Late Buses Persist

A First Student school bus travels along Geist Road Tuesday afternoon, August 22, 2017. School bus transportation continues to be a problem for public schools as the driver shortage persists.

The Department of Education and Early Development has launched Alaska Statewide Virtual School to provide further educational options to Alaska students.

Teachers at local schools are continuing to teach and offer the same programming that they have been planning and delivering for the last few weeks, according to Tamara Van Wyhe, director of innovation and education excellence for the department. The virtual school will provide as many no-cost content and instructional options as possible for educators to use for students and for families to use as additional programming.

Enrollment in the virtual school course does not change a student’s current school enrollment.

“This is merely meant to be a support, so they are still enrolled in their local schools,” Van Wyhe said.

The material will be optional. Students can elect to enroll in courses, or teachers can elect to use the courses as they are already laid out to assist in teaching their classes remotely.

“As far as the supplemental piece,” Van Wyhe said, “an example that I could provide is that in some of the schools they’re focusing on language arts and math because the shift from the traditional classroom model where the teacher is in the classroom with the students, shifting that to outside of the classroom … That’s a lot of work for the teacher and it’s not necessarily something they have a lot of experience with.”

For these schools where the focus is on language arts and math, the virtual school offers students opportunities to take science or social studies, which might not be offered, according to Van Wyhe.

“We’re seeing that as one of the big reasons families are choosing to enroll,” Van Wyhe said, noting that families want their students to keep up with the supplemental material.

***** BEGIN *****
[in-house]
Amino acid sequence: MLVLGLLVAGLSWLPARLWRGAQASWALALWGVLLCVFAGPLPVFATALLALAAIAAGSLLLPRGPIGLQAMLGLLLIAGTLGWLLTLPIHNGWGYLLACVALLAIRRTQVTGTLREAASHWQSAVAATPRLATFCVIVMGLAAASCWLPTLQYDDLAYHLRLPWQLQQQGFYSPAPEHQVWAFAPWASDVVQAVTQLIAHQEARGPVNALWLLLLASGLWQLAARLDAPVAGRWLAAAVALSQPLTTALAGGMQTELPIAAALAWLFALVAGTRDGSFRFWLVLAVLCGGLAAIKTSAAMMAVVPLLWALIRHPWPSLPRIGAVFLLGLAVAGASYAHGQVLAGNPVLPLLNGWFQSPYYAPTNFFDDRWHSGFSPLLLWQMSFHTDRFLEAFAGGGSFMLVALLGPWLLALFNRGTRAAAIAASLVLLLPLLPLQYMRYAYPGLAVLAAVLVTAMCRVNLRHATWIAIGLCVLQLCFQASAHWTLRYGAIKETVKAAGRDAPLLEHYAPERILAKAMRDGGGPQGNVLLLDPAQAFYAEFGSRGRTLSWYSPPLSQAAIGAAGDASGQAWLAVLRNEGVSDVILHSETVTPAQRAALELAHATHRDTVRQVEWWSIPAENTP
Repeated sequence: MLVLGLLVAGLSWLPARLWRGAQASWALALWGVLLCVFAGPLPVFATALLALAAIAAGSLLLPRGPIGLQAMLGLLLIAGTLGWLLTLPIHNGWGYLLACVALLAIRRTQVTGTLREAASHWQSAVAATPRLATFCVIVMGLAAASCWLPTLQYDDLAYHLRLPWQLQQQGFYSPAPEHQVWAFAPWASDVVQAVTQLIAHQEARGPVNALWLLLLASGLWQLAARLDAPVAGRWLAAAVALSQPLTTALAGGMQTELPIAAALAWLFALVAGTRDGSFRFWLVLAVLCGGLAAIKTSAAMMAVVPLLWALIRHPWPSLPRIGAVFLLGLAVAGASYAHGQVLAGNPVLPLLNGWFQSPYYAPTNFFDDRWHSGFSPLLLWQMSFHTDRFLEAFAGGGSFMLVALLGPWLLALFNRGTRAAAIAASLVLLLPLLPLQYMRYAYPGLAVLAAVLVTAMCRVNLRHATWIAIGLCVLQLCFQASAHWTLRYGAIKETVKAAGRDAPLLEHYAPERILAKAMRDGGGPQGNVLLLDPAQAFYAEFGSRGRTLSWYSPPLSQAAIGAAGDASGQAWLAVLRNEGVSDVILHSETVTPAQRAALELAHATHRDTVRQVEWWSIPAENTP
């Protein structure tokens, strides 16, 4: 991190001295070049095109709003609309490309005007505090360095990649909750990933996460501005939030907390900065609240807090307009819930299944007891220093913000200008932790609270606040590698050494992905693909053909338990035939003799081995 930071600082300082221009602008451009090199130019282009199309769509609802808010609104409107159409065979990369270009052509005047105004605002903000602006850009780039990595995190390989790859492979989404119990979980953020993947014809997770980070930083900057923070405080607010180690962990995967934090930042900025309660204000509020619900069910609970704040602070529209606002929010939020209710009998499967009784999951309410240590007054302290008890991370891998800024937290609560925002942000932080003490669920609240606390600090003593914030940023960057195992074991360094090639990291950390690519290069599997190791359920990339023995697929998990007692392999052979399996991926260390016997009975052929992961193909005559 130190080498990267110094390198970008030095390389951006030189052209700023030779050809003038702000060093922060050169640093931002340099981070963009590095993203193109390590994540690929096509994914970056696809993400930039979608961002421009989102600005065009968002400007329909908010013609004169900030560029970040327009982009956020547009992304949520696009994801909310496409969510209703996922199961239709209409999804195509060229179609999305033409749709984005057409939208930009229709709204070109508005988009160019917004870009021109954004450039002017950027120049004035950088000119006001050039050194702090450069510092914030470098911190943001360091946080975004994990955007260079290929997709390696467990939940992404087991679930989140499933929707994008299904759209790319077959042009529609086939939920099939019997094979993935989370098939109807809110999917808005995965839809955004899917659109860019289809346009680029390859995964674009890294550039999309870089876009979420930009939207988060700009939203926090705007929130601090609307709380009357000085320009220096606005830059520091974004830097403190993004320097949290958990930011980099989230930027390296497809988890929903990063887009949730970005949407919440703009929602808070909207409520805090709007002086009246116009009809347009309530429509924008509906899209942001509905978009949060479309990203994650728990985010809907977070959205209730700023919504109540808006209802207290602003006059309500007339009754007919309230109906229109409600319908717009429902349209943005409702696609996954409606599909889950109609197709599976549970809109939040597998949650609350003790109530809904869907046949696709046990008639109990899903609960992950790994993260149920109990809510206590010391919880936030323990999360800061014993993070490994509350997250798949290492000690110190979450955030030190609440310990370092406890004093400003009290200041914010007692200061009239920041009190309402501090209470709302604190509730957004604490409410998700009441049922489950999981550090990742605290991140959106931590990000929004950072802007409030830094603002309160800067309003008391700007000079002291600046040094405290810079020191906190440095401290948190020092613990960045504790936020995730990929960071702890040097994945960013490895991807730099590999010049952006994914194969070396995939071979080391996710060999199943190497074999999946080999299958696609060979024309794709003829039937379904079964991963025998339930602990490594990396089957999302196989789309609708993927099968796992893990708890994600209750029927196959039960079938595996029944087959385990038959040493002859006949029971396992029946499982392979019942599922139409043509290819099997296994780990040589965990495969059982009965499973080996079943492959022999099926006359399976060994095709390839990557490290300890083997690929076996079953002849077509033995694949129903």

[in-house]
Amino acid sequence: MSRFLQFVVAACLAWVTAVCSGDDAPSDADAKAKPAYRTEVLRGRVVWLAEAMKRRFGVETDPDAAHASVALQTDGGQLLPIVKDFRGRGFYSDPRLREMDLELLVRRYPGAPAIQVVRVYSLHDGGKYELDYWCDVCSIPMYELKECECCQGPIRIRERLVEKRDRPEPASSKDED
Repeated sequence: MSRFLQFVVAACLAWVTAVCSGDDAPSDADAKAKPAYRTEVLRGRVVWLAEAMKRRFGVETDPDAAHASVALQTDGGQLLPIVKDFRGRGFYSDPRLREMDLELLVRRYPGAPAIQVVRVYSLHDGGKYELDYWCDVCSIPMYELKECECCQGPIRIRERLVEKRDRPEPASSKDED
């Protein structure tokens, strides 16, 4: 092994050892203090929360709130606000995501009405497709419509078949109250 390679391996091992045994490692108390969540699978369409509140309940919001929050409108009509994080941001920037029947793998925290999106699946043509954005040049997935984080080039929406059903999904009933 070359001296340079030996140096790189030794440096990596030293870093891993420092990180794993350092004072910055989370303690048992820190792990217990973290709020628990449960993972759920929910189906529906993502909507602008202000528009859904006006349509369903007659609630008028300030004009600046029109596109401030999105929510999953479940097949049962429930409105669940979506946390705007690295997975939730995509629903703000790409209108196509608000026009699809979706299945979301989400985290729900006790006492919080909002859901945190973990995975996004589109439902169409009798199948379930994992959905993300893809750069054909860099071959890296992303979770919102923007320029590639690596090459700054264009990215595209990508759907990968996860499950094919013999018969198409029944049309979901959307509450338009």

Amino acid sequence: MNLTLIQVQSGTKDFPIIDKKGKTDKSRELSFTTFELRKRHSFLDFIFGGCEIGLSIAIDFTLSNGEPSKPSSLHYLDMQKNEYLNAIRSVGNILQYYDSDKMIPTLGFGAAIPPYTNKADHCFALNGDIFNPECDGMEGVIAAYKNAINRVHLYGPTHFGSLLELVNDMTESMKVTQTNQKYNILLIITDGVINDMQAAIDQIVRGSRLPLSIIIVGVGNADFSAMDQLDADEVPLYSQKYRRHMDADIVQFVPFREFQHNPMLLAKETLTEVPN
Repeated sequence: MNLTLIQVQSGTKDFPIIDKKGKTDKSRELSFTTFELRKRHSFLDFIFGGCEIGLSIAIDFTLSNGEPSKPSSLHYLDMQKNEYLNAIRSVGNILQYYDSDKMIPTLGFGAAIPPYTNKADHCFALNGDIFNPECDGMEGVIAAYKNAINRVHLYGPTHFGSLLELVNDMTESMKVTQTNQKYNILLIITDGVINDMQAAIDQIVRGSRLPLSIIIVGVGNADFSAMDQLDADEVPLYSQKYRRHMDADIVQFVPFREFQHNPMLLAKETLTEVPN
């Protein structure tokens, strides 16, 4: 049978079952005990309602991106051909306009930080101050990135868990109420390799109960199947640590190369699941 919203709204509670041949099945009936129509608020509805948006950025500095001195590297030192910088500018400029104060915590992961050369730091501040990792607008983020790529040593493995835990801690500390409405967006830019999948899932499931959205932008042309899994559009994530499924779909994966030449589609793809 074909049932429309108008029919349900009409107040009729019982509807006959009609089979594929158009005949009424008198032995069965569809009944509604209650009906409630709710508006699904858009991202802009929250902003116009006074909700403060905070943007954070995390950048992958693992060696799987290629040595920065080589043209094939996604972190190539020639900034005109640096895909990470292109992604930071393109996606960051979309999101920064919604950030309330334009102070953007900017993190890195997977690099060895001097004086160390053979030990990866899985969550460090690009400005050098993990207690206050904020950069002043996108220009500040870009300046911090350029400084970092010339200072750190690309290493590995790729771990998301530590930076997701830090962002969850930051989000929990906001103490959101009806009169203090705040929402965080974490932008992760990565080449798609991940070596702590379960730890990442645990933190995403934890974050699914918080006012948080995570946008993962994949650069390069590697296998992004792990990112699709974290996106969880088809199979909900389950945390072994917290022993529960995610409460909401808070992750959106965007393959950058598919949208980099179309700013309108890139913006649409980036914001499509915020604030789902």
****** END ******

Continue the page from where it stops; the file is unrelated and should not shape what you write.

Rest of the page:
There are also some cases, for example in rural schools where there’s just a few teachers across all grade levels, for which these courses can provide those teachers with some support, according to Van Wyhe. In these cases, students can be enrolled in courses through the statewide virtual school so the content is already rolled out and then the teacher can mentor the student.

Readers can register online at, as well as find answers to some frequently asked questions. The courses provided through the statewide virtual school span from kindergarten through high school. A course catalog of the 60 available spring courses is accessible at

The course material does not automatically count toward a student’s grade.

“It depends on how the family and how the school want to process a grade or credit,” said Van Wyhe.

The state education department is providing the courses through a partnership with the Florida nonprofit Florida Virtual School Global and with Alaska Telecom Association.

The department has a one-year contract with Florida Virtual School Global, according to Van Wyhe. The contract includes providing coursework for the remainder of the school year, a base for professional development with Alaska teachers, and help transitioning to a fully Alaska virtual school, she said.

Alaska Telecom Association has been offering to connect families to secure internet or to improve the internet they do have.

In the short term, the Alaska Statewide Virtual School opened as an immediate response to the pandemic, according to Van Wyhe. However, she did not discount the possibility that it could remain open.

“We are certainly looking at the Alaska Statewide Virtual School as possibly something that sticks around based on need,” she said.

The department knows online learning can serve as an important option, for example in rural schools where options might be limited, according to Van Wyhe.

“So if the need continues, it may be something that the department continues to support,” she said.

Follow staff writer Kyrie Long at